Problem Solving and CollaborationI have used this process with many divisive issues.  Each time has led to a different result.

  • Sometimes I started on an uninformed fence, and ended up with an informed opinion.
  • Other times, I started in one place, and ended in another.
  • And in other situations, my heart has softened greatly toward those that hold a different opinion, even though my mind still holds many of my original views.

If you decide to continue reading below, I will share where this issue has taken me.  

My objective is NOT for you to agree with me.  Instead I want to: 

  • Emphasize the importance of leveraging our uncommon freedom – to listen, think, speak, collaborate, learn and problem solve.
  • Spotlight the wisdom that comes from strategically balancing the use of both your heart and your brain when these issues arise.

 I’d love to hear from you as you work this process: Where did you start? What are you learning? How are you sharing those learning’s with others?


When New Orleans considered removing Confederate statues:

  • I thought of the way the Nazis controlled what people learned – so that they could manipulate what people thought and how they would respond.  As a result, my immediate reaction was that we can’t learn from erased and sanitized history – therefore it would be dangerous and unwise to remove statues.

MY HISTORICAL FILTERS:

I was raised in a state that is 90% white and although I was not surrounded by diversity, I was taught to love my neighbor as myself.

As a child I raged about slavery and racism – but viewed it all as historical.  Almost as if someone had waved a magic wand and suddenly racism disappeared.  (Not at all logical, but what my heart wanted to believe.)

SEEKING FIRST TO UNDERSTAND and CHOOSING COMPASSION:

As an adult I moved to a southern state, and new friends helped me understand that when they were children it was illegal for them to:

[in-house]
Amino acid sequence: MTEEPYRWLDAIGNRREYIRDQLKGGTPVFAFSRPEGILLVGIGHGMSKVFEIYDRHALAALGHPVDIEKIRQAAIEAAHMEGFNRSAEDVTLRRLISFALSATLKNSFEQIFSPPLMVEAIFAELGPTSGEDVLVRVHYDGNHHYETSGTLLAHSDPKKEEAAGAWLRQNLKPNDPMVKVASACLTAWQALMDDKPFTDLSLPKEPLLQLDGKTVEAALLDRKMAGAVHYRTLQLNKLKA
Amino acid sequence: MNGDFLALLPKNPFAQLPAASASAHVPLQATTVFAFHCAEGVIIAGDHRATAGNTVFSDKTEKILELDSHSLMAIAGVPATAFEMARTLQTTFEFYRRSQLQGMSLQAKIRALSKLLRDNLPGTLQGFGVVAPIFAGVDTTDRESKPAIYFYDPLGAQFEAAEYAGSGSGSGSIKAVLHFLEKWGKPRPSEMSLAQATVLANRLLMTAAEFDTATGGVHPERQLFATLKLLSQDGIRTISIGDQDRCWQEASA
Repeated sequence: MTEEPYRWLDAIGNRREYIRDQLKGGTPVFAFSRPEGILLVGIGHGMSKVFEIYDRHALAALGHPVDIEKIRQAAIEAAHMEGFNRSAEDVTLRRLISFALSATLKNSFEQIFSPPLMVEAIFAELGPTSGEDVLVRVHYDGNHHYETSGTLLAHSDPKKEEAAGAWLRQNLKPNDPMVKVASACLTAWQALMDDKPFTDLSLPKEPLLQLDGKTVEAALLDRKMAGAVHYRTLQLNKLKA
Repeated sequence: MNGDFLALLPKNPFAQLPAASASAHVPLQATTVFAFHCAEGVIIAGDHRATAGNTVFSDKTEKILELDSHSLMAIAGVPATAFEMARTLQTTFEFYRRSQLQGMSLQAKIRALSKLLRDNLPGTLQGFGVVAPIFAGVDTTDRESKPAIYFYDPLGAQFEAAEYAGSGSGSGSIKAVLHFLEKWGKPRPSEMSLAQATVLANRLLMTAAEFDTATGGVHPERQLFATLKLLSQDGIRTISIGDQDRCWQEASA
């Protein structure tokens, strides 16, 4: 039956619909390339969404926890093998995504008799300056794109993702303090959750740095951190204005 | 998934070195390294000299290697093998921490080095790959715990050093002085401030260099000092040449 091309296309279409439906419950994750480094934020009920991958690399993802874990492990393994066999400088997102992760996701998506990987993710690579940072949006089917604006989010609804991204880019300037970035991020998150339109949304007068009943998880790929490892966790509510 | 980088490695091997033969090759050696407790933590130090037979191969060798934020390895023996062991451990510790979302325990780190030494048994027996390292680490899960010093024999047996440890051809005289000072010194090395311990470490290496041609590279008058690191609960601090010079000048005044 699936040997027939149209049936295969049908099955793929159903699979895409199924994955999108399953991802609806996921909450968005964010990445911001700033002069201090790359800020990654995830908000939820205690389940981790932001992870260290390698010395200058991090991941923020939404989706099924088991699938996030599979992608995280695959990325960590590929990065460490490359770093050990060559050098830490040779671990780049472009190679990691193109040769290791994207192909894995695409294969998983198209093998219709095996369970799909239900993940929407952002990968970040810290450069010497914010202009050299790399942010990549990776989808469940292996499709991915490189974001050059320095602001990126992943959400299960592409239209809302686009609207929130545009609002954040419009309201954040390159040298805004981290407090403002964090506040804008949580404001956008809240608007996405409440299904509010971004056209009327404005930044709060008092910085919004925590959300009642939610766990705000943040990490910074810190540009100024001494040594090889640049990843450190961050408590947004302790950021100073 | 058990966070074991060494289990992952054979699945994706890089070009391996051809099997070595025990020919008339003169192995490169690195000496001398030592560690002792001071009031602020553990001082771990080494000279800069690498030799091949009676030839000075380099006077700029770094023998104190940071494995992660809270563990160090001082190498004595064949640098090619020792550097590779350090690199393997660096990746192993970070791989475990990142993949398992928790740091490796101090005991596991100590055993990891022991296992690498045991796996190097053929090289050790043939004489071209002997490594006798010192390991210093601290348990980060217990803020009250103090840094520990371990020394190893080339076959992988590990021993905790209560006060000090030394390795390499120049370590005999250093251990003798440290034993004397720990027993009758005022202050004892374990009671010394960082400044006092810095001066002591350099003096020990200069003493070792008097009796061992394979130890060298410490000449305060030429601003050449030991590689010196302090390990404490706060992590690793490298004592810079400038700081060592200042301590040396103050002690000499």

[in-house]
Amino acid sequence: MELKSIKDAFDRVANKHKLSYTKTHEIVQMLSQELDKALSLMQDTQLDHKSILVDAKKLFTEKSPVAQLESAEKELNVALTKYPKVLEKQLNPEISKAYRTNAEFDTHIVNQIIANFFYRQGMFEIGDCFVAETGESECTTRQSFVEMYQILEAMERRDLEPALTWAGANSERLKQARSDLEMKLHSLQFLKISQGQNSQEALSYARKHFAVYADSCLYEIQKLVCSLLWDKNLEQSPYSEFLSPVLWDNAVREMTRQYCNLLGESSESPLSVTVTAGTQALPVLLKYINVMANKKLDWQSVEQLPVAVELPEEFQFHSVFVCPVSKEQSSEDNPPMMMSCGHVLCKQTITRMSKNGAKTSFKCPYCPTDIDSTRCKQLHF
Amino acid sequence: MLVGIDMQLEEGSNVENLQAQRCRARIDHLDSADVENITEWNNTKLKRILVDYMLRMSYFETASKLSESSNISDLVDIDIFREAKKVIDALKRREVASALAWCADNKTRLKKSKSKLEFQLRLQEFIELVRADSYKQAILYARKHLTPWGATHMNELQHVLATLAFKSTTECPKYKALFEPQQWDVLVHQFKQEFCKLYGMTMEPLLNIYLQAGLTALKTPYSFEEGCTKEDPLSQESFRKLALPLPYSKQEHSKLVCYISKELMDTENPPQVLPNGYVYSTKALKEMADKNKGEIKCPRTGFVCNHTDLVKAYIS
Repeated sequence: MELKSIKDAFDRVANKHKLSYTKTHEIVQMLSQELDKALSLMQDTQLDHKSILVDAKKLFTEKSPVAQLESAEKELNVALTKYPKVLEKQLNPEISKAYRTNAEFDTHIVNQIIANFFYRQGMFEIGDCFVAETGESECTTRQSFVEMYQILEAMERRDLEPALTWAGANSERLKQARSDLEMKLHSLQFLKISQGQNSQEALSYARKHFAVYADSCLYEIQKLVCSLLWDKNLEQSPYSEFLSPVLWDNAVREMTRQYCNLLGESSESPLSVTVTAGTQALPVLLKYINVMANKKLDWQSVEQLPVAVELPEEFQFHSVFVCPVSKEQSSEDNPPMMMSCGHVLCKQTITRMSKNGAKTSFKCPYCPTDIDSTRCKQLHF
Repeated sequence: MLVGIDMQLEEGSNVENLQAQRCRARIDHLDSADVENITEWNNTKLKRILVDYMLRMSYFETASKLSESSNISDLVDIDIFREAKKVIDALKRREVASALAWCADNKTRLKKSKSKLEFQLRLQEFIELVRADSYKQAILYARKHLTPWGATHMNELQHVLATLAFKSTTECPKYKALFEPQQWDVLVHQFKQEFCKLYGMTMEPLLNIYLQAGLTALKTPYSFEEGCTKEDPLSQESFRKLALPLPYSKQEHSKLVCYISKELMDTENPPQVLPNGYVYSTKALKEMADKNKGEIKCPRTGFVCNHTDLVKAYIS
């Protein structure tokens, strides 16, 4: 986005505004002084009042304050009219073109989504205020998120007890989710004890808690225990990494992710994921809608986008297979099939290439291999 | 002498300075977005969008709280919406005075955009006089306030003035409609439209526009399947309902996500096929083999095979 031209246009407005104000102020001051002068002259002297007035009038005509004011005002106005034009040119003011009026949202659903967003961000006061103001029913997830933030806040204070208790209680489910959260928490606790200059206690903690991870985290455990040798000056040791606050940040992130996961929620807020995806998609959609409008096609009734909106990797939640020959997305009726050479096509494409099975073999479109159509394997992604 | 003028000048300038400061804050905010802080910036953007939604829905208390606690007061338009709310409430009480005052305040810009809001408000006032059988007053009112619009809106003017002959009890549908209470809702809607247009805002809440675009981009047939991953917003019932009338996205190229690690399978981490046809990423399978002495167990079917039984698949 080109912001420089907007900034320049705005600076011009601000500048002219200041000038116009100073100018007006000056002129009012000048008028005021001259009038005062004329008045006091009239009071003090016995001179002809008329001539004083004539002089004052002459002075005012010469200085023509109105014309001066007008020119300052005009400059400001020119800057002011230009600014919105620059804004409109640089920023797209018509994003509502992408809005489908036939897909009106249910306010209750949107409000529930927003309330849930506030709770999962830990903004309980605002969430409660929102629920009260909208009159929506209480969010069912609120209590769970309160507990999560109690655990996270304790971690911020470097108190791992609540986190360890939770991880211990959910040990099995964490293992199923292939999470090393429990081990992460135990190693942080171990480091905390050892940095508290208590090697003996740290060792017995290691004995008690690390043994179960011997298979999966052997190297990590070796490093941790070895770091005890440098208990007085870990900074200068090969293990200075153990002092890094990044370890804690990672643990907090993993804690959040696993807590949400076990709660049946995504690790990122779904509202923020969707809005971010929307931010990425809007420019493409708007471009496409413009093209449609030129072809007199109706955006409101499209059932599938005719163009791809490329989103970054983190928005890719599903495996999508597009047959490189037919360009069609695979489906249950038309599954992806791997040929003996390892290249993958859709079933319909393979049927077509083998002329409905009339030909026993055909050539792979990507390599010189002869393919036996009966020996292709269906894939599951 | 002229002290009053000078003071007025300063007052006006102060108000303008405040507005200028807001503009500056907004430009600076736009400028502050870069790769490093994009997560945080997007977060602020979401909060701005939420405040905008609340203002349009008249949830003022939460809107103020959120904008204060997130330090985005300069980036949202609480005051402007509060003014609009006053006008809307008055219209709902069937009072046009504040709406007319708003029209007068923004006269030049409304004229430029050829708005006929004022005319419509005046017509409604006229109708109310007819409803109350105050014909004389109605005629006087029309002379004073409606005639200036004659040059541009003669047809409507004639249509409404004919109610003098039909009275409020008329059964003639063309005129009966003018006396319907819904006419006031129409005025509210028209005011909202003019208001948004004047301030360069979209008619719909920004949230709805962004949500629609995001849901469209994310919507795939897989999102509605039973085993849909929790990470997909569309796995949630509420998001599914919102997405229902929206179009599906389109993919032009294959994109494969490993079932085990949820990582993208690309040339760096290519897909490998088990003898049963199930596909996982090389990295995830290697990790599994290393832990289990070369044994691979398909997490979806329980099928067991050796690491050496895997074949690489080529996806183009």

1. Use a toilet or to drink from a fountain for white people
  2. Eat in particular restaurants and limited seating in other restaurants
  3. Attend school with white children
  4. Marry a white person
  5. Vote

LEARNING: My friends have scars from years of their lives – living what I have only imagined.

A few years later I moved to another southern state and discovered that one of my black friends was afraid to go to a neighboring city in the daylight because the KKK is still terrorizing people there. A few weeks later, a white friend shared that when he moved to the area from another state that he had invited black friends to his home and the KKK warned him not to do it again.

LEARNING: Some of my friends are still living – what I have only imagined.  

Most recently, I spent 4 years living overseas. During that time I lived near and worked with people from more than 50 nations in our world. And deeply treasured our conversations, sharing food, traditions, and learning about each other.

Although most of my experiences were filled with great love and are deeply cherished, I consistently witnessed people from one nation bullying and manipulating people from multiple nations, races and religions.  In each of those moments, I was faced with the choice to believe that every single person from that nation is evil, or to look for the good. I chose the latter. At first I was only able to count 5% of the people I knew from that nation as compassionate, caring and trustworthy. With focused effort that percentage increased to 25%.

LEARNING: If the majority the interactions I had with people of a particular race, nationality or uniform throughout my entire lifetime were negative – Could I still make the hard choice to continue to look for the ones that aren’t like that? Or would I be even a little bit tempted to make the easy assumption that all of them are bad?